Under Joshua’s leadership the Israelites crossed the Jordan and began the task of driving out the inhabitants of Canaan. After the conquest the land was divided between the tribes, each being allotted its own region. Only the tribe of Levi was without an inheritance of land because of its special priestly relationship to God. There remained pockets of Canaanites in the land and, from time to time, these threatened Israel’s hold on their new possession. From the one–man leaderships of Moses and Joshua, the nation moved into a period of relative instability during which judges exercised some measure of control over the affairs of the people.

God’s Rule in God’s Land
1 and 2 Samuel; 1 Kings 1–10; 1 Chronicles; 2 Chronicles 1–9
Samuel became judge and prophet in all Israel at a time when the Philistines threatened the freedom of the nation. An earlier movement for kingship was received and the demand put to a reluctant Samuel. The first king, Saul, had a promising start to his reign but eventually showed himself unsuitable as the ruler of the covenant people. While Saul still reigned, David was anointed to succeed him. Because of Saul’s jealousy David became an outcast, but when Saul died in battle David returned and became king (about 1000 BC). Due to his success Israel became a powerful and stable nation. He established a central sanctuary at Jerusalem, and created a professional bureaucracy and permanent army. David’s son Solomon succeeded him (about 961 BC) and the prosperity of Israel continued. The building of the temple at Jerusalem was one of Solomon’s most notable achievements.

Old Testament 101: Biblical Theology: background, pros, and cons

I promised my wife I’d do some reading up on Biblical Theology for the both of us… This is a long post. Feel free to just skip it.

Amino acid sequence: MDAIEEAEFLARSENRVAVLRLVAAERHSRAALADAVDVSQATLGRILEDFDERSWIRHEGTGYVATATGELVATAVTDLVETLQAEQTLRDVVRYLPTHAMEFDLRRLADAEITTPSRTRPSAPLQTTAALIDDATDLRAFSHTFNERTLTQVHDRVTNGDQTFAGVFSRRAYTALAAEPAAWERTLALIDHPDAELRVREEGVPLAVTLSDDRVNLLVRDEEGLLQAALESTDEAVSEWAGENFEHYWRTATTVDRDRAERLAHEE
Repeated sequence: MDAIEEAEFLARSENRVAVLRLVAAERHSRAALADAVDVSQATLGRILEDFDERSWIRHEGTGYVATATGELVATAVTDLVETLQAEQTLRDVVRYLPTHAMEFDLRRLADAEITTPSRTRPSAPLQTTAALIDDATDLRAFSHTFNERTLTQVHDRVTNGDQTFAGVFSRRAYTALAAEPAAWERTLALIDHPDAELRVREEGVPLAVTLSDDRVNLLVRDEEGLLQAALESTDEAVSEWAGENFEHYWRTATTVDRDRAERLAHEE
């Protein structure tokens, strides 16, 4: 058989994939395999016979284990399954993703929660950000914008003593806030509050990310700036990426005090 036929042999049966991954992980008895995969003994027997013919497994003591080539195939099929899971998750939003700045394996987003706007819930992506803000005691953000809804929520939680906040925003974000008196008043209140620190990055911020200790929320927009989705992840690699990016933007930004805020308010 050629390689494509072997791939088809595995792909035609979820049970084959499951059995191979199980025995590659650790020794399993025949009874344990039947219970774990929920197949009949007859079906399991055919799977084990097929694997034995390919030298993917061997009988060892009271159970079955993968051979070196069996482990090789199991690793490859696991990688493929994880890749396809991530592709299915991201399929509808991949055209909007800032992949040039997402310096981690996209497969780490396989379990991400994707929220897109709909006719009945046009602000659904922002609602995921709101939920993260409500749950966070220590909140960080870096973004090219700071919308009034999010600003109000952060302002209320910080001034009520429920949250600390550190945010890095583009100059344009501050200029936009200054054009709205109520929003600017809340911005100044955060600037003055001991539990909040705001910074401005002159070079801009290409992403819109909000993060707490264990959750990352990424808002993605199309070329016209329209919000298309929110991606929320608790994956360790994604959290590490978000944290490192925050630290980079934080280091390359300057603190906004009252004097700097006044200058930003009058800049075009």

What is Biblical Theology

Biblical Theology is a framework, or the attempt to create a framework, that sees the Bible not as a set of disparate texts brought together by chance and the say so of a council of clergy centuries later – but rather as a consistent piece of revelation. One work that outlines God’s interaction with his creation from beginning to end. It is different to systematic theology, which seeks to bring pieces of the Bible together in order to approach particular topics, but good systematic theology stems from solid Biblical theology.

Geerhardus Vos, apart from having a cool name, described Biblical Theology as the art of drawing a straight line through Biblical texts, where Systematic Theology draws a circle.

He also, when taking the chair as Princeton’s inaugural professor of Biblical Theology, made the following statements about the value of Biblical Theology.

First, he defined the anti-supernatural readers (textual critics) that he says Biblical Theology counters:

“Revelation [by their definition] consists in this, that the divine Spirit, by an unconscious process, stirs the depths of man’s heart so as to cause the springing up therein afterward of certain religious thoughts and feelings, which are as truly human as they are a revelation of God, and are, therefore, only relatively true… The people of Israel are held to have possessed a creative religious genius, just as the Greek nation was endowed with a creative genius in the sphere of art…Writers of this class deal as freely with the facts and teachings of the Bible as the most extreme anti-supernaturalists. But with their evolutionistic treatment of the phenomena they combine the hypothesis of this mystical influence of the Spirit, which they are pleased to call revelation. It is needless to say that revelation of this kind must remain forever inaccessible to objective proof or verification. Whatever can pretend to be scientific in this theory lacks all rapport with the idea of the Supernatural, and whatever there lingers in it of diluted Supernaturalism lacks all scientific character.”